I was at the bank recently and noticed that a teller who often helped me hadn't been there in a while. I didn't know her name, but always enjoyed our interactions. After asking about her, I was told that she had moved on. I'm sure this happens often, but it got me thinking about turnover, the cost of losing an hourly employee, and how they might have kept her.
Money magazine reports that teller turnover will reach 30% in 2012. And a recent study conservatively estimated that the turnover costs for an $8.00/hour employee is $5,505.80.
What would those numbers look like for a regional branch manager? Imagine you have 1,000 tellers across a few branches with a 30% turnover rate.
That's 1,000 Employees - 30% Turnover = 300 Open Positions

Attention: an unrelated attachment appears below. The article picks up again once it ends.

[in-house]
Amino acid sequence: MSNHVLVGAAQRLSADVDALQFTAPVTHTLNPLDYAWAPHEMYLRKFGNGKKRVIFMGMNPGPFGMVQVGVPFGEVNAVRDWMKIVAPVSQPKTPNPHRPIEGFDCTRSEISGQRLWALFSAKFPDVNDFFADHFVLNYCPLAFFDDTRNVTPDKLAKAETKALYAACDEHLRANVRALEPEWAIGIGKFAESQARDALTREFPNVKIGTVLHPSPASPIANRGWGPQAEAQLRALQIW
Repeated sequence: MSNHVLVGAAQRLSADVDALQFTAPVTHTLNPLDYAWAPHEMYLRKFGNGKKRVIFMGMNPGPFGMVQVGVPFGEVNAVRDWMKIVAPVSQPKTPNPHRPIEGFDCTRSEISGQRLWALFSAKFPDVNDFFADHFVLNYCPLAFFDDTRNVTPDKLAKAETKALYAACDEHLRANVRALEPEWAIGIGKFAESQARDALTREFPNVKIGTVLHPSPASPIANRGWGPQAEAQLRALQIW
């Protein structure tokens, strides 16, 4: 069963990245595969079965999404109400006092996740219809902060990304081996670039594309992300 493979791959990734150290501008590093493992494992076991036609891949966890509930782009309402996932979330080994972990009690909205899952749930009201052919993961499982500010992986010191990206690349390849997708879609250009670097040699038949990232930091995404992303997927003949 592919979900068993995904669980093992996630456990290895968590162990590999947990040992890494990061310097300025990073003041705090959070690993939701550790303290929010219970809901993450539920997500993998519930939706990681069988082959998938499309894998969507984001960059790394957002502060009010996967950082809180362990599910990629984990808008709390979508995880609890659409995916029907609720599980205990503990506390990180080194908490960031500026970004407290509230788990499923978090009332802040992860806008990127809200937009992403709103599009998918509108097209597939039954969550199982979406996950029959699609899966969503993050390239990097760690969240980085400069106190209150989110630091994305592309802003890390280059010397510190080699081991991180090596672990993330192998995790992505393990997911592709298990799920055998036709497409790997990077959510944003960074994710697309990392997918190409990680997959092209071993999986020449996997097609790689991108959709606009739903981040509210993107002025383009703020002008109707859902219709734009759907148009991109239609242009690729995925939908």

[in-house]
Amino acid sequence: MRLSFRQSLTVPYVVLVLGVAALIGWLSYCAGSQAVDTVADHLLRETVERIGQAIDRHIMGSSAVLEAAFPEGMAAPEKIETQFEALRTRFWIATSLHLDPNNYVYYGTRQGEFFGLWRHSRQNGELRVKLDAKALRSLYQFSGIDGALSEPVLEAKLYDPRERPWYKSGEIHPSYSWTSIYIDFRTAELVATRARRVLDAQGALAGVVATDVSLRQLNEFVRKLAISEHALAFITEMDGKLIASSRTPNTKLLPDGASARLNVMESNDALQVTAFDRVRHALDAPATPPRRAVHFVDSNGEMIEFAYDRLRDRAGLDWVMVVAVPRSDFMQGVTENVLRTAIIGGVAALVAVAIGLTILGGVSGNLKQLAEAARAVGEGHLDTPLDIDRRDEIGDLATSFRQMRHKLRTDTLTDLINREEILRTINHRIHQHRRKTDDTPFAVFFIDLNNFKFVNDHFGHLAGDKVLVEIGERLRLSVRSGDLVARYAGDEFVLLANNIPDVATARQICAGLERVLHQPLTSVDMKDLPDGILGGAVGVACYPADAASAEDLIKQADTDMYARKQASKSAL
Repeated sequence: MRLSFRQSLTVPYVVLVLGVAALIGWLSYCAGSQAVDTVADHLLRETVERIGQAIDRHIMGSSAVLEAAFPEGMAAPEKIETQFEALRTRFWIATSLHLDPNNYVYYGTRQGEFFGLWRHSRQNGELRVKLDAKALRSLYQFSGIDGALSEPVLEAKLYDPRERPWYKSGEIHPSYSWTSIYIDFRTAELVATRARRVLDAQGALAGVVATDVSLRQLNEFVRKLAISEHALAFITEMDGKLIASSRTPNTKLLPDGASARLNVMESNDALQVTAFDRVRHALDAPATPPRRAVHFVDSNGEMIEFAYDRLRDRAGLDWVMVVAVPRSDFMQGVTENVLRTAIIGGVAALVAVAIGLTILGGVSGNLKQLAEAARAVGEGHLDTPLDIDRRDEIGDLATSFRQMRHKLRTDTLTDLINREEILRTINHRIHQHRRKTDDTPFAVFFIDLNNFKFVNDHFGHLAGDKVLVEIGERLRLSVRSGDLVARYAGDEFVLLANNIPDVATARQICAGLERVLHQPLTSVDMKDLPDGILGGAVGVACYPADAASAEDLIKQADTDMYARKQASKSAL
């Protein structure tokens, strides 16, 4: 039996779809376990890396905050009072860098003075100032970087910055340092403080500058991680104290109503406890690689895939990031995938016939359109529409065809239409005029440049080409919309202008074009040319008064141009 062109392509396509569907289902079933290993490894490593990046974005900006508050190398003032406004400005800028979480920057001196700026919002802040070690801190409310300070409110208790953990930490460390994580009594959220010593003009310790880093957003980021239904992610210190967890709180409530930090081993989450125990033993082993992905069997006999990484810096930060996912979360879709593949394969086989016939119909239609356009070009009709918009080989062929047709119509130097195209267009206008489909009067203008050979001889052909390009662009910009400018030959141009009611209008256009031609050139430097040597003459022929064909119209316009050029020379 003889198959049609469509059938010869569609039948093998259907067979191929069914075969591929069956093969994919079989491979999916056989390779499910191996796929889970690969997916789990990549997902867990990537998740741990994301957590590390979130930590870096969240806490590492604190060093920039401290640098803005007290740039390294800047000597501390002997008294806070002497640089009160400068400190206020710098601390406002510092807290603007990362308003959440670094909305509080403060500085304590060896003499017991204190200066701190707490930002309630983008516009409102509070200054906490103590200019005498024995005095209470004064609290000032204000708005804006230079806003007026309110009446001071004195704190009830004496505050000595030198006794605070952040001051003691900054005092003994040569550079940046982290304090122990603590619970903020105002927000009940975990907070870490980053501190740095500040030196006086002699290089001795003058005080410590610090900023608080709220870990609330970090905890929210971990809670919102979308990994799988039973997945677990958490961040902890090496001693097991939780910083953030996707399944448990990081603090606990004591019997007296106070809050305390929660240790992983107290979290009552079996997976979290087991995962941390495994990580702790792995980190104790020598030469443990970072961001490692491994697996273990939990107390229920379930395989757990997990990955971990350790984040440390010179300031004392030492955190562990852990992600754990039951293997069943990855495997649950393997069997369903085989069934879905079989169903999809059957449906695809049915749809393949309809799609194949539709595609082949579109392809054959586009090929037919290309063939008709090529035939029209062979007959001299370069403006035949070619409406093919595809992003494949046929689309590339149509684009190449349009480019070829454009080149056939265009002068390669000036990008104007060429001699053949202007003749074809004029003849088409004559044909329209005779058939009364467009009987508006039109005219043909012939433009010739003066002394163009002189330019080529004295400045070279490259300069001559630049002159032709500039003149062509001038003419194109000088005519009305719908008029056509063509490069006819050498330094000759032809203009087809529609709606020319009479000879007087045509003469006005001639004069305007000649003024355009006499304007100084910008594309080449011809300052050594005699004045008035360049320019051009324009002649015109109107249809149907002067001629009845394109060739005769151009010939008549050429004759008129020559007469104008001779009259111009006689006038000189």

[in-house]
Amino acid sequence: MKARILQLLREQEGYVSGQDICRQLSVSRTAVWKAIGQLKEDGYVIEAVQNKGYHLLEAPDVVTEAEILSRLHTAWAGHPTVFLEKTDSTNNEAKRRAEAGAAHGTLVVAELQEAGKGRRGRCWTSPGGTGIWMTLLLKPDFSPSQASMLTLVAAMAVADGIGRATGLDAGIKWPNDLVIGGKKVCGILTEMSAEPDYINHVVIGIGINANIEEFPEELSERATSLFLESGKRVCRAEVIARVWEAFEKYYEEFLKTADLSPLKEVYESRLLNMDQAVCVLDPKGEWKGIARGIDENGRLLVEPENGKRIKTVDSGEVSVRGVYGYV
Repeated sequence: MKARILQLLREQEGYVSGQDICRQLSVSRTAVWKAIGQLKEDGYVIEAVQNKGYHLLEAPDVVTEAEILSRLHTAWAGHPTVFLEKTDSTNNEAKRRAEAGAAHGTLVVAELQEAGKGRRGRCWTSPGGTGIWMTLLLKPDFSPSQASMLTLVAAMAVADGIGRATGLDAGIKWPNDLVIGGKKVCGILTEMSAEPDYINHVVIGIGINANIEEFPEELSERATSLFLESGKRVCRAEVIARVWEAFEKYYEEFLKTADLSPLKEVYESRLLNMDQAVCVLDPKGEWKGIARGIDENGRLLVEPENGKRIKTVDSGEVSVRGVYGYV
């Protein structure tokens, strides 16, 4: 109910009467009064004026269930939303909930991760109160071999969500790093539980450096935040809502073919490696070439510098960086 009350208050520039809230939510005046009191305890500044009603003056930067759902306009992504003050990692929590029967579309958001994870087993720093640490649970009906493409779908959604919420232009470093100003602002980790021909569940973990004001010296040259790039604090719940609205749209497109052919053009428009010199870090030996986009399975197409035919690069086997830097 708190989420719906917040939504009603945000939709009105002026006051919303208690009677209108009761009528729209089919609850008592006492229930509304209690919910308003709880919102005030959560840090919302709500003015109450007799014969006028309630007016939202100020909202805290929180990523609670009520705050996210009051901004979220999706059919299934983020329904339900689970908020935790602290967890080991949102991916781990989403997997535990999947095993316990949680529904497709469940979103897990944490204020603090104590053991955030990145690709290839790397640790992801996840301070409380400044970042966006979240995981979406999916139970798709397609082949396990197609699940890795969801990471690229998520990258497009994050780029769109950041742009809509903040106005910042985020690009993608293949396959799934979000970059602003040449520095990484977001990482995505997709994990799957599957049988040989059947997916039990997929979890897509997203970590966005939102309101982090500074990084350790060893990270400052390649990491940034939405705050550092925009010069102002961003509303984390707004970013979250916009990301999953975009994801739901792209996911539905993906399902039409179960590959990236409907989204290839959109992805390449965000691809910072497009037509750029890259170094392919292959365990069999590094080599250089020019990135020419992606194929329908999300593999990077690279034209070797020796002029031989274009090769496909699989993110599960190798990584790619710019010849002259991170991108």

300 Open Positions (each valued at $5,505.80) = $1,651,740
As a performance improvement organization we are constantly looking at numbers like these and working with our clients to devise a plan of action before they incur huge financial hits. We've recently seen pilot training programs and employee survey tools help to reduce front-line turnover by 2/3.
How are you reducing turnover in your branches? Anything you could be doing differently?